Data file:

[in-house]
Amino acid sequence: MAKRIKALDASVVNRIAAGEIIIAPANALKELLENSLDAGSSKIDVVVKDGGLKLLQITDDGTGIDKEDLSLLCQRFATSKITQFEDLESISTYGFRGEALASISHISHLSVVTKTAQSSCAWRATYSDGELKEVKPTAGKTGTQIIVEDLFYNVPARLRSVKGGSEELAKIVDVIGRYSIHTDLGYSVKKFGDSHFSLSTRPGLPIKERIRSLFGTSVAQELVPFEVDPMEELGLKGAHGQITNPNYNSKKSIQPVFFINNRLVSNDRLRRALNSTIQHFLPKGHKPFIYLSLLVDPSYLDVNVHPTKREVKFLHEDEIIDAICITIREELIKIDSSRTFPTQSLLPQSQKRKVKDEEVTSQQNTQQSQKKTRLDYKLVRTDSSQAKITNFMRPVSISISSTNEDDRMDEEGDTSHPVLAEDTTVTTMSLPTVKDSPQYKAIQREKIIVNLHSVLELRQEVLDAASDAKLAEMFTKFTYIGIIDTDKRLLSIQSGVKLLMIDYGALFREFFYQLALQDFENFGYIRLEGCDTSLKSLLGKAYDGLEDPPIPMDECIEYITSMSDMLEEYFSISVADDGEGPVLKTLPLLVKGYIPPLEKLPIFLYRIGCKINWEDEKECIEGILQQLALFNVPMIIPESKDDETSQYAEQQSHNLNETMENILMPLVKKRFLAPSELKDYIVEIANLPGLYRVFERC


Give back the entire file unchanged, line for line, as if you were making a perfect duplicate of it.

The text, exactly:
[in-house]
Amino acid sequence: MAKRIKALDASVVNRIAAGEIIIAPANALKELLENSLDAGSSKIDVVVKDGGLKLLQITDDGTGIDKEDLSLLCQRFATSKITQFEDLESISTYGFRGEALASISHISHLSVVTKTAQSSCAWRATYSDGELKEVKPTAGKTGTQIIVEDLFYNVPARLRSVKGGSEELAKIVDVIGRYSIHTDLGYSVKKFGDSHFSLSTRPGLPIKERIRSLFGTSVAQELVPFEVDPMEELGLKGAHGQITNPNYNSKKSIQPVFFINNRLVSNDRLRRALNSTIQHFLPKGHKPFIYLSLLVDPSYLDVNVHPTKREVKFLHEDEIIDAICITIREELIKIDSSRTFPTQSLLPQSQKRKVKDEEVTSQQNTQQSQKKTRLDYKLVRTDSSQAKITNFMRPVSISISSTNEDDRMDEEGDTSHPVLAEDTTVTTMSLPTVKDSPQYKAIQREKIIVNLHSVLELRQEVLDAASDAKLAEMFTKFTYIGIIDTDKRLLSIQSGVKLLMIDYGALFREFFYQLALQDFENFGYIRLEGCDTSLKSLLGKAYDGLEDPPIPMDECIEYITSMSDMLEEYFSISVADDGEGPVLKTLPLLVKGYIPPLEKLPIFLYRIGCKINWEDEKECIEGILQQLALFNVPMIIPESKDDETSQYAEQQSHNLNETMENILMPLVKKRFLAPSELKDYIVEIANLPGLYRVFERC